Courtesy of Hargrove
The world of graphics and signage is in a perpetual state of change as it collectively works to meet client demands for products that increase the “wow” factor, reduce costs and speed up the production process.
Tracking industry trends plays a huge role in the day-to-day activities at Hargrove Inc., a tradeshow, exhibit and event company near downtown Washington, D.C. The team at Hargrove tracks innovations by attending tradeshows and collaborating closely with suppliers to make sure the 1.5 million square feet of graphics produced every year for clients is made with the latest printing and finishing techniques.
But why should show and exhibit managers care about trends?
“Our clients’ budgets are tight, turnarounds are short and expectations for innovation are high. The evolution of the graphics industry presents an opportunity to address all three challenges,” said Patricia Coleman, director of exhibit sales, Hargrove.
Right now, there are three trends to watch in the graphics industry.
Dye-sublimation printers use heat in a variety of ways to bond ink to fabrics or carpet. The process makes the use of fabrics increasingly more viable in terms of size, cost to produce and install as well as turnaround times. What’s more, the fabric is often wrinkle-resistant, and the graphics can be folded or rolled up—show or exhibit managers can understand the significance of this benefit immediately as an opportunity to reduce shipping costs.
“Because of how flexible and cost-effective dye-sublimation is, I believe we’re going to see a vast expansion of its use in the coming years that will make it the go-to graphics technique,” said Fred Strickland, executive director of procurement and product development, Hargrove.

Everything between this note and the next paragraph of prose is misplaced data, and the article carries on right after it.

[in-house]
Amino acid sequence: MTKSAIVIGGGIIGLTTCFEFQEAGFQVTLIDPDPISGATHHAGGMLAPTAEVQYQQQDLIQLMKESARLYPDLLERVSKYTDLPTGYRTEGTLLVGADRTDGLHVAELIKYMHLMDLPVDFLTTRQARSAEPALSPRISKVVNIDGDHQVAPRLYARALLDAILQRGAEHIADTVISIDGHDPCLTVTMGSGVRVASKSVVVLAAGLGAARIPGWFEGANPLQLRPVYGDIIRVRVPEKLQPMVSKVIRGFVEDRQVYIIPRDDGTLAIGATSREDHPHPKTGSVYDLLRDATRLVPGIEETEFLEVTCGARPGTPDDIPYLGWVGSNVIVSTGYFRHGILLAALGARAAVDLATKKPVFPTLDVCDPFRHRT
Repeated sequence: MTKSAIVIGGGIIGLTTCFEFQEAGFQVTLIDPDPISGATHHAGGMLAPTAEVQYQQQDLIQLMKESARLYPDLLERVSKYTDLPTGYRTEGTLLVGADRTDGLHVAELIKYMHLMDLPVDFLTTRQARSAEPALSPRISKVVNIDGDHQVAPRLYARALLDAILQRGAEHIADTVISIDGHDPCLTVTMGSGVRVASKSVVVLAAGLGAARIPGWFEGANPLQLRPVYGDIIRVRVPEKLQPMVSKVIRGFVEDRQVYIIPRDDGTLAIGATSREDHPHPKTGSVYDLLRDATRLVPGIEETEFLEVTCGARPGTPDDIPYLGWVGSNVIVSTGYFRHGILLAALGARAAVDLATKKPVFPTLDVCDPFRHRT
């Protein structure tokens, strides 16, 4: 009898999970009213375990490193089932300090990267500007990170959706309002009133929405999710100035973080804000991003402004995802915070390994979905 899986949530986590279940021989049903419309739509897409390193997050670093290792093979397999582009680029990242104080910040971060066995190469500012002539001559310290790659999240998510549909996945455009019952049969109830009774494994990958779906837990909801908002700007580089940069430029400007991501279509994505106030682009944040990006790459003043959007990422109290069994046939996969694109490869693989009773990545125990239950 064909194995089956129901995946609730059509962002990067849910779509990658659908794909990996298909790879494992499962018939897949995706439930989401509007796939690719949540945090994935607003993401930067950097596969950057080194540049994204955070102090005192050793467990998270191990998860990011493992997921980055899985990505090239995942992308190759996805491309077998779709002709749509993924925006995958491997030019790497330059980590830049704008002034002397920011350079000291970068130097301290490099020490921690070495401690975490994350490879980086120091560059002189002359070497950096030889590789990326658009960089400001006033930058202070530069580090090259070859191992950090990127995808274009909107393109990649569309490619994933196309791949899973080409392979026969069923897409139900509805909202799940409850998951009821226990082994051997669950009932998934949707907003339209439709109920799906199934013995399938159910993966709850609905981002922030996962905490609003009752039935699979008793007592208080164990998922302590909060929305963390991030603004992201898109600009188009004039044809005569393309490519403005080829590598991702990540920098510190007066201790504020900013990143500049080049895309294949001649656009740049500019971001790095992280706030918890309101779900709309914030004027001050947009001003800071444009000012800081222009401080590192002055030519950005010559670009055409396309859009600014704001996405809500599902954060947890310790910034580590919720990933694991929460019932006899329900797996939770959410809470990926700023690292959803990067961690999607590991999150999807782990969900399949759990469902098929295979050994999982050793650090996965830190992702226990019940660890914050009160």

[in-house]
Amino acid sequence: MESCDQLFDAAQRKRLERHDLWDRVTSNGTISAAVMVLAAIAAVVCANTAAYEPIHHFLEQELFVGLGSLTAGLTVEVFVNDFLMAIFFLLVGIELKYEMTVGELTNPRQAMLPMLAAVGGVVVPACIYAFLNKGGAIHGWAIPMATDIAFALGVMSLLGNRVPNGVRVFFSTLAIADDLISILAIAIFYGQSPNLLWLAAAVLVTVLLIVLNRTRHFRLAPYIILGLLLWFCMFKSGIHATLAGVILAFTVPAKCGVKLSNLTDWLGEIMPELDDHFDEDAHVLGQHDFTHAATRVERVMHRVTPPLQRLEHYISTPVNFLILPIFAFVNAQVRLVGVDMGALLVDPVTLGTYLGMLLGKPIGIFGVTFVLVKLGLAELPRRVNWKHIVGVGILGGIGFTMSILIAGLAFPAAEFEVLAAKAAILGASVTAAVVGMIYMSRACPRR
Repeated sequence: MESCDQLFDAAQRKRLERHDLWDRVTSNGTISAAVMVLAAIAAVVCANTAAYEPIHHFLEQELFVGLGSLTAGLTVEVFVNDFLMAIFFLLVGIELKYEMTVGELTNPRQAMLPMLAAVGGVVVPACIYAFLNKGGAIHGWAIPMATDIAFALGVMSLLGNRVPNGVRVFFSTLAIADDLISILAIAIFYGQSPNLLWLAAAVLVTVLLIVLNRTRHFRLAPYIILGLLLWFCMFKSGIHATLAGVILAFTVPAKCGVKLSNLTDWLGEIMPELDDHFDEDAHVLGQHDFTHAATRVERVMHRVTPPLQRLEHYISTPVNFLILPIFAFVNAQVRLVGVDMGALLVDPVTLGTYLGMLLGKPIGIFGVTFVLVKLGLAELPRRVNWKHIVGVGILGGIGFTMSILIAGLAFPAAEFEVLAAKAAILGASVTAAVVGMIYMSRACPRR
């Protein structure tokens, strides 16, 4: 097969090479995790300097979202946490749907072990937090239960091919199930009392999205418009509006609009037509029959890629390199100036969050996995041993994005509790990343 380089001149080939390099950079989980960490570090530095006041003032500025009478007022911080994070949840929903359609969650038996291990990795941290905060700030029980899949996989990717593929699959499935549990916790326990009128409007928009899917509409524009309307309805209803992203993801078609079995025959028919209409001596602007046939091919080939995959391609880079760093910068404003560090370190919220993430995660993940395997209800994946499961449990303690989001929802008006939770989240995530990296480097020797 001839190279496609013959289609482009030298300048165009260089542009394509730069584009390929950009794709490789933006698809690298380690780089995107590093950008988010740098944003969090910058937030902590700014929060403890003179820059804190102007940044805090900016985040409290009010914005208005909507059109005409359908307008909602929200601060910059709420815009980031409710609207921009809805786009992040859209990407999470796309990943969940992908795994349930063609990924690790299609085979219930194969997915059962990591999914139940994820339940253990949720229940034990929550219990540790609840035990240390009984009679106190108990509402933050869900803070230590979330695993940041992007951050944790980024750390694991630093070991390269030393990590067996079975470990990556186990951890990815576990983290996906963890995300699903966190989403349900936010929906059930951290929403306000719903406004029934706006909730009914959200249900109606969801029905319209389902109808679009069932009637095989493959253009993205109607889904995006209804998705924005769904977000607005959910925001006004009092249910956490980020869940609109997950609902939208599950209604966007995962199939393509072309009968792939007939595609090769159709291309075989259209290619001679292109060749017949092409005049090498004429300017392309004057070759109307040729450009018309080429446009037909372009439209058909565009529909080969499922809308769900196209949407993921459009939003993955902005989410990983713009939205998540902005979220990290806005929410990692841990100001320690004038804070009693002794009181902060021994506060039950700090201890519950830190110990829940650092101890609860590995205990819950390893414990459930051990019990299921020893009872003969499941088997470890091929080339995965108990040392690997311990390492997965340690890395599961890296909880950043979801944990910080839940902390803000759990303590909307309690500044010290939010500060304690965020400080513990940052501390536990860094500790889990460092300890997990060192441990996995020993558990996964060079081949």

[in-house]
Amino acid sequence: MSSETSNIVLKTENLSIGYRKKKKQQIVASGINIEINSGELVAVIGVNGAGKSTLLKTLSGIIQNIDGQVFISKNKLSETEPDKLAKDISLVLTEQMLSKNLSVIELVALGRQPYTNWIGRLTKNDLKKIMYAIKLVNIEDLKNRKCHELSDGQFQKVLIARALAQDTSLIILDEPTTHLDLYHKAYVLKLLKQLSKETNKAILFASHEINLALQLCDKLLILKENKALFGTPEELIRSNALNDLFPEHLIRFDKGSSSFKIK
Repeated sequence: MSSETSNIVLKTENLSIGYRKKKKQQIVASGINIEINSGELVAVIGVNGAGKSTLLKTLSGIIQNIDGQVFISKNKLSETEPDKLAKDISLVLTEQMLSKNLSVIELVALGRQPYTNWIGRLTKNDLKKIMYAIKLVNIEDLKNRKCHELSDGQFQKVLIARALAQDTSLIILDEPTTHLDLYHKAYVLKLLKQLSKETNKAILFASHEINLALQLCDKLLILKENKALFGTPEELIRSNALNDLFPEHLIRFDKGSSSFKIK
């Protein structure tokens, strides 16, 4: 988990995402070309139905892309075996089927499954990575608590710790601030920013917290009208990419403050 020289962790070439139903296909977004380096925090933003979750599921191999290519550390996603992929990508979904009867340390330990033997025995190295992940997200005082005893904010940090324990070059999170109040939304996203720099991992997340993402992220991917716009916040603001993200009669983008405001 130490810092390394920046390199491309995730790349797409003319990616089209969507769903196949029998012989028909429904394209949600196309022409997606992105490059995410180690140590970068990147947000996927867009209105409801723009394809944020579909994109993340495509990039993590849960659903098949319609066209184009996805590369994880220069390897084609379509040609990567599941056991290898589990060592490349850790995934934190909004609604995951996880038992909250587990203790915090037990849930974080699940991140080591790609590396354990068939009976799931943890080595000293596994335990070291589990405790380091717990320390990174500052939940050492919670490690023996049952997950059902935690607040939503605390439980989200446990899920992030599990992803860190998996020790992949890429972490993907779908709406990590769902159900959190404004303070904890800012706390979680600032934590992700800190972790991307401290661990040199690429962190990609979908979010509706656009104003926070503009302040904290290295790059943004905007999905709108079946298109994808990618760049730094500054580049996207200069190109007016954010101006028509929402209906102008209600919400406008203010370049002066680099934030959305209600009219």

2. SEG-Compatible Extrusion Systems
A standard in the exhibit and tradeshow industry, aluminum extrusion is a staple that is continuously being updated and adapted. This ongoing evolution has encouraged the product development of Silicon Edge Graphics (SEG)-friendly framing systems, offered in a range of profiles.
The companies that make these systems have developed solutions that make the product more efficient – for both the client and contractor. The framing systems that hold the SEG are easier to assemble, require less finishing work than “pillow case” products, don’t require custom tools and can come in smaller pieces that are less expensive to ship. Show floors will soon be full of SEG-compatible extrusion systems.
3. Backlit Graphics
Backlit graphics of the past were expensive when used for temporary environments, such as a tradeshow or exhibit. Called translites as the generic term (or more commonly called Duratrans), these graphics are produced by printing a photograph onto what is really a large film strip.
LED lighting is a new, more cost-effective way to project graphics. LED lighting systems come in strips and can attach to the extrusion systems. They are less likely to produce hot spots the way fluorescents can, are less expensive and more flexible.
The evolution taking place in the graphics industry is much like moving from a flip phone to a smartphone. It’s not that any of the techniques—dye-sub, extrusions or backlit graphics—are brand new. It’s that their continued improvements address real concerns facing industry professionals – tight budgets, short turnarounds and high expectations.
“Clients should know there are huge advancements occurring right now in every area of the industry, including substrates (or materials), inks, equipment and software,” said Rush Zbir, director of graphics departments, Hargrove.
Dye-sub graphics offer the flexibility that today’s exhibit and tradeshow managers require. Add in the newer extrusion systems, as well as LED lighting, and a world of opportunities presents itself.